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The Island – give the brain cells a night off – pure Hollywood

Send in the clones

Send in the clones

The Island – Director Michael Bay

Pure Hollywood. With all that means. Good and bad. A good idea, pared down to the bare essentials; razor-sharp editing, some of the best choreographed action sequences to date; and good performances.

May knows how to make a satisfying commercial product. Thankfully this is more The Rock than the execrable Pearl Harbour. After a slow burn, Matrix-y build-up, The Island delivers a non-stop adrenalin rush from about 40 minutes in, which displays wit and style in superbly realised chase mayhem that avoids visual cliché by sheer professionalism of execution. As with The Rock, May builds an exciting, relentless pace, driven forward by a pounding score. Subtle it ain’t – but it works. An edge-of-the-seat, excellent ‘trash’ movie that, unlike The Matrix, sheds its skimpy intellectual pretensions early on.

May certainly assembles technical talent up to the task. Editors Paul Rubell (Collateral, The Insider) and Christian Wagner (The Negiotiator, Die Another Day); Special Effects H Barclay Aaris (The Perfect Storm, Spider Man); and cinematographer Mauro Fiore (Training Day, Get Carter). All this collective talent is on screen to see.

Sean Bean’s suavely spooky Merrick, has created a corporate clone factory to harvest body parts for wealthy clients dodging the Grim Reaper. Sure-as-hell puts a new spin on the term ‘Life Insurance’. For public consumption, these spare parts clones are non-conscious tissue vegetables. As there is always a stingy, buzzy vicious little wasp in every man-made paradise, here it turns out the organs of PVS veggies, go off unless grown into real humans with some form of ersatz life. Bummer. In the true tradition of the Friday Austin Allegro, MacGregor’s Lincoln 6 Echo (even sounds like a car) model line got screwed up with an unplanned curiosity feature programmed in, which soon starts killing more than cats.

All the clones are given a phoney memory life and are strictly monitored for any touchy-feely nonsense, which seems a bit mean-spirited given their pretty dire altruistic destiny. Like having the cat ‘done’ before he’s scouted an alley or two. Lincoln 6 starts getting too chummy with Johanssen’s Jordan 2 Delta – and what red-blooded clone wouldn’t? (Shame about the name for Brit audiences – wrong resonance altogether) Social stability and induced passivity, are achieved by a back-story of a massive lethal contamination of the real world, which keeps everyone safely home. They are docile and expectantly glued to a TV ‘Lottery’ – the first, and last ever, prize of which is a trip to The Island, which looks like a perfect tropical idyll – so positively no British tourists. In reality of course this means their genetic, designer human offal is up for grabs and the wealthy owner is coming to dinner. Same old story: heading expectantly for a beautiful sunny island, seeing nothing at all, and ending up trashed on the floor.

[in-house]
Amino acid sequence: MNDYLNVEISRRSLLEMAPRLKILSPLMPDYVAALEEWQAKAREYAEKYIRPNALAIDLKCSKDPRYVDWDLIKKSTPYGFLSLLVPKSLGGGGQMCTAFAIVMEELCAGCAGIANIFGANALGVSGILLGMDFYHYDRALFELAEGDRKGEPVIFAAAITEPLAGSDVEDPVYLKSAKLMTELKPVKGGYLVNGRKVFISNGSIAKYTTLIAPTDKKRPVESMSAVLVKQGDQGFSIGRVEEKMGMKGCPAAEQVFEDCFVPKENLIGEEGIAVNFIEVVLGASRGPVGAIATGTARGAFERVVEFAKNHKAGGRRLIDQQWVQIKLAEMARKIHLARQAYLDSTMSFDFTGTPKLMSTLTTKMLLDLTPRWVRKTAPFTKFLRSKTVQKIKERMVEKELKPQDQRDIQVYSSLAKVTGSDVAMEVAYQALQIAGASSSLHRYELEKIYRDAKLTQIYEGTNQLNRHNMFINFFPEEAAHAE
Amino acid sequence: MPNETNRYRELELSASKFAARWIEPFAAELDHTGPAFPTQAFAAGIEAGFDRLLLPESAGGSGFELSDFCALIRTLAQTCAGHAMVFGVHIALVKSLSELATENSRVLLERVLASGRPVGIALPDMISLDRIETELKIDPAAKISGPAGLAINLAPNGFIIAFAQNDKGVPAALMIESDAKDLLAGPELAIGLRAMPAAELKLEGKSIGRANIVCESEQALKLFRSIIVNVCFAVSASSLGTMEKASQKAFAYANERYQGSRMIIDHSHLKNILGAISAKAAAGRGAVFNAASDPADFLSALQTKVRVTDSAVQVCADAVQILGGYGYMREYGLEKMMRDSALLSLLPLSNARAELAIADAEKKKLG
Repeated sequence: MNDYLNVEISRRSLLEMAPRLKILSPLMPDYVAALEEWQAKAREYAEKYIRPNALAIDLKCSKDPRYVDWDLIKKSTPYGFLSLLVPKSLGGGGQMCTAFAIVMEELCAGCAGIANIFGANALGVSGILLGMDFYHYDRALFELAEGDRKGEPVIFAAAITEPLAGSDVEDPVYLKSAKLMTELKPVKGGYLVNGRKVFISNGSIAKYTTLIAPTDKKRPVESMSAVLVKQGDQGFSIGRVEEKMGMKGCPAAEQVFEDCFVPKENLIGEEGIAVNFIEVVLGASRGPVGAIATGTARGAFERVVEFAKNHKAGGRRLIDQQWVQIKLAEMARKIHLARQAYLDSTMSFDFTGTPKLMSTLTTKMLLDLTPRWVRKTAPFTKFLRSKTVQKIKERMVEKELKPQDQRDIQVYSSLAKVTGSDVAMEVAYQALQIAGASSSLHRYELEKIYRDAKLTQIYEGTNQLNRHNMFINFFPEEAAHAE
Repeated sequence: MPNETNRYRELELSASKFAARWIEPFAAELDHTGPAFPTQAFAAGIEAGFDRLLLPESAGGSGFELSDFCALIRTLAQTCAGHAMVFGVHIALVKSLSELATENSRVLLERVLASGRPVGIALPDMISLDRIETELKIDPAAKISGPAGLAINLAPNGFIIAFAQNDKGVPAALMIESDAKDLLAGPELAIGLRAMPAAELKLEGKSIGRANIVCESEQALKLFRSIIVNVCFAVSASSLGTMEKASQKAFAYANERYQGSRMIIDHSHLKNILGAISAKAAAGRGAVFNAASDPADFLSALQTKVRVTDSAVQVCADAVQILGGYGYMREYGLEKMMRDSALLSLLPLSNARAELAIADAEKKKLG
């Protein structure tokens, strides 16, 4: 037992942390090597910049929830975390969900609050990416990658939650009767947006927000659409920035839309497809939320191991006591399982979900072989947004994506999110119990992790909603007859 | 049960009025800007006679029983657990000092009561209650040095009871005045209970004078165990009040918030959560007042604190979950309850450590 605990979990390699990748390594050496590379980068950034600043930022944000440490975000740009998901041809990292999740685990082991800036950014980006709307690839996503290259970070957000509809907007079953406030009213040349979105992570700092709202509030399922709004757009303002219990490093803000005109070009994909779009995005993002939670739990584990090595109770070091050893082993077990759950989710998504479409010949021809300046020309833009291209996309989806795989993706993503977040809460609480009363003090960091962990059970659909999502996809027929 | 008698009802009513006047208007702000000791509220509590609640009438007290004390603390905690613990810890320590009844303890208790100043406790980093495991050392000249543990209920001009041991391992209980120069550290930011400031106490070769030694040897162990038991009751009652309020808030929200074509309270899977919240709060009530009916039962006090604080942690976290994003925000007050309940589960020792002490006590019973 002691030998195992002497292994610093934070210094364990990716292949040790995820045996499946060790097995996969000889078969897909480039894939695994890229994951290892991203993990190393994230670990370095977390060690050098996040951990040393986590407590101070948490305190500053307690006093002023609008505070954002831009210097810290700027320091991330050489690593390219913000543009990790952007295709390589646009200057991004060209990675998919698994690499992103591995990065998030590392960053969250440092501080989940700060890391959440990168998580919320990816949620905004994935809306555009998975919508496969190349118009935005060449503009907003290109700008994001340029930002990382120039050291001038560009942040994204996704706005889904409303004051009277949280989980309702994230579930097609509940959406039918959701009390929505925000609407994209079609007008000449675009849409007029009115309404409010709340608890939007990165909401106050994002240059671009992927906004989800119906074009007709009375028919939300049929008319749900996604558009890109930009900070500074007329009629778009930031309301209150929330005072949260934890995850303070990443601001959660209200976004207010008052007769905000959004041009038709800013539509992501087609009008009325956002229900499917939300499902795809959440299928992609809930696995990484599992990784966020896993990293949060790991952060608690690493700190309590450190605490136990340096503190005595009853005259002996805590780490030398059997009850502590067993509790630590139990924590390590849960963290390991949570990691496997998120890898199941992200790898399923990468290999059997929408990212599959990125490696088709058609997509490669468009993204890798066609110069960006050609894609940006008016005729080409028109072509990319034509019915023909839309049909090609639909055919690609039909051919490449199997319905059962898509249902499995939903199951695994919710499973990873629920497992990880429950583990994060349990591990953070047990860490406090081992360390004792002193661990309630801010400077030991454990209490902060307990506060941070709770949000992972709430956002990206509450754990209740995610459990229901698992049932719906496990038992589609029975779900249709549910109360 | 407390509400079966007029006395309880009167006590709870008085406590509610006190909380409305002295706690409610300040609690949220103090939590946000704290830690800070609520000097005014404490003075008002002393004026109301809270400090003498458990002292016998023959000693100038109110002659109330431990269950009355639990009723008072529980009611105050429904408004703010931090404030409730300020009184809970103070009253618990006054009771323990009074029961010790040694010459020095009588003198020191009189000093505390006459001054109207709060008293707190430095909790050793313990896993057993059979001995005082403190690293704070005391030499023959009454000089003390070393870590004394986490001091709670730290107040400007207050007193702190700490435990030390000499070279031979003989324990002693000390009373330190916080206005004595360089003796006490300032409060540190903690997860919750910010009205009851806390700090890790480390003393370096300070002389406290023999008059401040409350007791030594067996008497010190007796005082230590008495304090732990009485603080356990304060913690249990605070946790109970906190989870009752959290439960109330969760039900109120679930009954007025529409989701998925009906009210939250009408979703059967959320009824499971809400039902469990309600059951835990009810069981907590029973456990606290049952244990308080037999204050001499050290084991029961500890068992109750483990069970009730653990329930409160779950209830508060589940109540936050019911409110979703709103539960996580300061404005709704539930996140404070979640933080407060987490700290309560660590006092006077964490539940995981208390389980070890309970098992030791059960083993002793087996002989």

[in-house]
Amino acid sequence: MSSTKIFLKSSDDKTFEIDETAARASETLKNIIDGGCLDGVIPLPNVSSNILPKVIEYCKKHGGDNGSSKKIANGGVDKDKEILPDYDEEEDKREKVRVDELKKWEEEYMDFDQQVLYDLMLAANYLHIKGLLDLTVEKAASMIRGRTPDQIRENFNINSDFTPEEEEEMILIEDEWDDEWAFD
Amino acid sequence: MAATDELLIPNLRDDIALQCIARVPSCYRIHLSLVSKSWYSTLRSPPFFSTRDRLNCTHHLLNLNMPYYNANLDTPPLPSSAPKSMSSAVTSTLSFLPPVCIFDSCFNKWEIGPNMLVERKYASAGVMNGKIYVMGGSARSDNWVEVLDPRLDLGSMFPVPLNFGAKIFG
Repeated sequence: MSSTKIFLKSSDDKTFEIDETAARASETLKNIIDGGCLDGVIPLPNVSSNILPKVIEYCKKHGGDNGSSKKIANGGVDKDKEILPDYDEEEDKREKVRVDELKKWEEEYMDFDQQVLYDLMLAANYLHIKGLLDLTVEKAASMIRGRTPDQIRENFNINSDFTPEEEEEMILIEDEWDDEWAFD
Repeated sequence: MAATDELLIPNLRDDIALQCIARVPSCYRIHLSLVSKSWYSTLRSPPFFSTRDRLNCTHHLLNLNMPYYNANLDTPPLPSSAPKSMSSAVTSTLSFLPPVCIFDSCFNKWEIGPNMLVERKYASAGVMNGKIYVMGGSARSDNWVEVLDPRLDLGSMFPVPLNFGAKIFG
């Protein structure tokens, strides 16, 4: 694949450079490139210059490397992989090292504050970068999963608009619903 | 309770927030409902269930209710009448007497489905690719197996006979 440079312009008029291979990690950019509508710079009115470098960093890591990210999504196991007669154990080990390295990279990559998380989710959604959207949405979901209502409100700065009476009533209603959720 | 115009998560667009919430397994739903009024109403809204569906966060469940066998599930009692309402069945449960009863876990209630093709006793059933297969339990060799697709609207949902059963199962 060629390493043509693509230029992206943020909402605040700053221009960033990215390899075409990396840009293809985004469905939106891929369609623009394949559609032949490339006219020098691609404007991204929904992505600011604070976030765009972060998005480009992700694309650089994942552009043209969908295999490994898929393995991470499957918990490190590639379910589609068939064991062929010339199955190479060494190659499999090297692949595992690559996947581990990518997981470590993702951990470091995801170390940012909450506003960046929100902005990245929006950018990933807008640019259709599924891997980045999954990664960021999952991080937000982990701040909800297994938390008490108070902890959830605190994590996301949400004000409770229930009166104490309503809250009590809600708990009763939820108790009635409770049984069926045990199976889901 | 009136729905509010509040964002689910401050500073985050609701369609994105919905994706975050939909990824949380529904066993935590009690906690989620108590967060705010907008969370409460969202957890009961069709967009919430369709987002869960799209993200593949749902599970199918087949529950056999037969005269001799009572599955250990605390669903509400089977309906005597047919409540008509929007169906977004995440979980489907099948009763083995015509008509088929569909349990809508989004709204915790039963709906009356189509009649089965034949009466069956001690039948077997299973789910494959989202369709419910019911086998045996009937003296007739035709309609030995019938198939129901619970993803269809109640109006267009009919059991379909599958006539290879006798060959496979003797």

Smartass Lincoln 6, finding an uncontaminated moth that has fluttered in from the supposedly toxic outside world, starts exercising his design-fault clone curiosity. Following the moth out, he discovers the horrifying truth of The Island myth and rescues Jordan from her just announced terminal vacation. The fugitives are helped by another of Steve Buscemi’s delicious, lank-haired, sleazeballs with a heart, which he at least gets to keep.

Once the virgin clones are out, (that bastard Merrick left the sex out), the movie kicks in like a top-of-the-range Harley. Although supposedly pre-programmed with the mental furniture of a docile 15 year-old, Lincoln 6 discovers he has acquired all the abilities and skills of his clone-father, speed-freak architect Tom Lincoln. Jordan’s missed trip to The Island was caused by the massive accident to clone-mother super-model Sarah Jordan, claiming under her policy for heart, lungs, liver, and any other spare bits not excluded by the policy small print.

They contact Tom Lincoln, (double bubble Ewan for his non-Obi Wan female fans), who snidily offers to help, but then selfishly shops them to the ludicrously over-equipped small army pursuing them, led by cool mercenary Albert Laurent (the hypnotic Djimou Hounsou). In a Reservoir Dogs, 2-gun stand-off, cloned Ewan tricks Laurent into shooting the real Tom Lincoln dead. Having first, enterprisingly, parlayed their capacity for independent thought into a remarkably accomplished, first-time discovery of sex, the intrepid two return to battle with the evil Merrick and rescue their fellow clones from the ultimate holiday from hell.

This is all vastly entertaining tosh. MacGregor gets more assured with each film; and Johanssen is again delectable while she waits for a Sofia Copola to know how to use her embarrassment of talent, and not shoot her voyeuristically as a Marilyn Monroe clone – as we might say. But watch out for Djimon Hounsou – he has an extraordinary screen presence – so cool, it has ‘star’ written all over it.

A great night out – if you like going to the fair and running from one white-knuckle ride to the next. And for once the action sequences have real impact and at times, a kind of heart-stopping Harold Lloyd, farcical, stylish quality about them. If you like ‘em fast, furious, noisy and scary fun – enjoy. Give the brain-cells a well-deserved night off.

(August 2005)

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